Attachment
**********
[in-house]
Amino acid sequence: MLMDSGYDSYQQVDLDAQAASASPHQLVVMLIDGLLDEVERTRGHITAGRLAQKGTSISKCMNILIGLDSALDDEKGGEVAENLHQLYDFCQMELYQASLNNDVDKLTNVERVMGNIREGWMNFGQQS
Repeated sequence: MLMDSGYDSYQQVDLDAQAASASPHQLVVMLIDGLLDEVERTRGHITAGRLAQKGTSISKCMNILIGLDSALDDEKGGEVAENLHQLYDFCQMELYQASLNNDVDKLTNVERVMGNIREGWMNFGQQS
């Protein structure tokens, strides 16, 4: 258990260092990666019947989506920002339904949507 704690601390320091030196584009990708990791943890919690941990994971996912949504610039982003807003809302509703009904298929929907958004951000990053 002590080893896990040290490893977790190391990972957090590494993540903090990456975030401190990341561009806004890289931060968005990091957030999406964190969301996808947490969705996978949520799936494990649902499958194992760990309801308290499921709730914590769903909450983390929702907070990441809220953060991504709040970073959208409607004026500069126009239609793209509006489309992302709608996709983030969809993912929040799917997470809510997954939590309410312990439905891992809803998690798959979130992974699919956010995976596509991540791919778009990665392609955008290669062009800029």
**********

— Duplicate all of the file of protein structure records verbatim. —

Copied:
[in-house]
Amino acid sequence: MLMDSGYDSYQQVDLDAQAASASPHQLVVMLIDGLLDEVERTRGHITAGRLAQKGTSISKCMNILIGLDSALDDEKGGEVAENLHQLYDFCQMELYQASLNNDVDKLTNVERVMGNIREGWMNFGQQS
Repeated sequence: MLMDSGYDSYQQVDLDAQAASASPHQLVVMLIDGLLDEVERTRGHITAGRLAQKGTSISKCMNILIGLDSALDDEKGGEVAENLHQLYDFCQMELYQASLNNDVDKLTNVERVMGNIREGWMNFGQQS
């Protein structure tokens, strides 16, 4: 258990260092990666019947989506920002339904949507 704690601390320091030196584009990708990791943890919690941990994971996912949504610039982003807003809302509703009904298929929907958004951000990053 002590080893896990040290490893977790190391990972957090590494993540903090990456975030401190990341561009806004890289931060968005990091957030999406964190969301996808947490969705996978949520799936494990649902499958194992760990309801308290499921709730914590769903909450983390929702907070990441809220953060991504709040970073959208409607004026500069126009239609793209509006489309992302709608996709983030969809993912929040799917997470809510997954939590309410312990439905891992809803998690798959979130992974699919956010995976596509991540791919778009990665392609955008290669062009800029």